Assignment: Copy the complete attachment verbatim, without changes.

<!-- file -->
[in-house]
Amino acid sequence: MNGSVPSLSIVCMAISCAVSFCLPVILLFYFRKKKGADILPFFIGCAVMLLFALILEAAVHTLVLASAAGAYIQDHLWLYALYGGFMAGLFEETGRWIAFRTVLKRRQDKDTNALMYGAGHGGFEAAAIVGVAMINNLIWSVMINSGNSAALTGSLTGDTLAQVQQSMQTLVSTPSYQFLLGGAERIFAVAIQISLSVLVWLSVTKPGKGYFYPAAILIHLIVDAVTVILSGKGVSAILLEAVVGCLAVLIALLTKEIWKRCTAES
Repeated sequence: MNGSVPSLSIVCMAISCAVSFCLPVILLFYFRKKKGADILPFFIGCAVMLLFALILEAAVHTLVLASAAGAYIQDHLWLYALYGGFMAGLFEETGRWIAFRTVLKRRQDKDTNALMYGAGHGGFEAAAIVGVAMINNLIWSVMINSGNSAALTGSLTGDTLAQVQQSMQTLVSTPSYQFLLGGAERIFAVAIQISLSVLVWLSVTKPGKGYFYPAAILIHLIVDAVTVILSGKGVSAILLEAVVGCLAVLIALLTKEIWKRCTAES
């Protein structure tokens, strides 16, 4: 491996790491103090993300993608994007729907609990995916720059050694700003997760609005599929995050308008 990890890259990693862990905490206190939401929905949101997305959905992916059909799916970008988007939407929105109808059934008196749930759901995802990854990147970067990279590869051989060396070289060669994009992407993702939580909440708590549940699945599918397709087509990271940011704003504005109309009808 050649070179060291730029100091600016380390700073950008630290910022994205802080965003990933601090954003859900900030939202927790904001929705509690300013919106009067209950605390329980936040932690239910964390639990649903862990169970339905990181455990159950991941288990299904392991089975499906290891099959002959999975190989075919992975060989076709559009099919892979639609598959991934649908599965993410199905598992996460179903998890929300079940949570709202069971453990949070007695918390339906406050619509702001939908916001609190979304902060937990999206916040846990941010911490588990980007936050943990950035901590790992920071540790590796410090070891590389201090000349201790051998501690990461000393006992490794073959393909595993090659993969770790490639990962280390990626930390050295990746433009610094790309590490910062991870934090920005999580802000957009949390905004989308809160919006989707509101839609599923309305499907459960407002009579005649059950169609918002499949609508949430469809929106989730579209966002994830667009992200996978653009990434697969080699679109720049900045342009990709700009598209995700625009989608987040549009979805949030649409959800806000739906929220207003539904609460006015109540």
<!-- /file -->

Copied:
[in-house]
Amino acid sequence: MNGSVPSLSIVCMAISCAVSFCLPVILLFYFRKKKGADILPFFIGCAVMLLFALILEAAVHTLVLASAAGAYIQDHLWLYALYGGFMAGLFEETGRWIAFRTVLKRRQDKDTNALMYGAGHGGFEAAAIVGVAMINNLIWSVMINSGNSAALTGSLTGDTLAQVQQSMQTLVSTPSYQFLLGGAERIFAVAIQISLSVLVWLSVTKPGKGYFYPAAILIHLIVDAVTVILSGKGVSAILLEAVVGCLAVLIALLTKEIWKRCTAES
Repeated sequence: MNGSVPSLSIVCMAISCAVSFCLPVILLFYFRKKKGADILPFFIGCAVMLLFALILEAAVHTLVLASAAGAYIQDHLWLYALYGGFMAGLFEETGRWIAFRTVLKRRQDKDTNALMYGAGHGGFEAAAIVGVAMINNLIWSVMINSGNSAALTGSLTGDTLAQVQQSMQTLVSTPSYQFLLGGAERIFAVAIQISLSVLVWLSVTKPGKGYFYPAAILIHLIVDAVTVILSGKGVSAILLEAVVGCLAVLIALLTKEIWKRCTAES
């Protein structure tokens, strides 16, 4: 491996790491103090993300993608994007729907609990995916720059050694700003997760609005599929995050308008 990890890259990693862990905490206190939401929905949101997305959905992916059909799916970008988007939407929105109808059934008196749930759901995802990854990147970067990279590869051989060396070289060669994009992407993702939580909440708590549940699945599918397709087509990271940011704003504005109309009808 050649070179060291730029100091600016380390700073950008630290910022994205802080965003990933601090954003859900900030939202927790904001929705509690300013919106009067209950605390329980936040932690239910964390639990649903862990169970339905990181455990159950991941288990299904392991089975499906290891099959002959999975190989075919992975060989076709559009099919892979639609598959991934649908599965993410199905598992996460179903998890929300079940949570709202069971453990949070007695918390339906406050619509702001939908916001609190979304902060937990999206916040846990941010911490588990980007936050943990950035901590790992920071540790590796410090070891590389201090000349201790051998501690990461000393006992490794073959393909595993090659993969770790490639990962280390990626930390050295990746433009610094790309590490910062991870934090920005999580802000957009949390905004989308809160919006989707509101839609599923309305499907459960407002009579005649059950169609918002499949609508949430469809929106989730579209966002994830667009992200996978653009990434697969080699679109720049900045342009990709700009598209995700625009989608987040549009979805949030649409959800806000739906929220207003539904609460006015109540």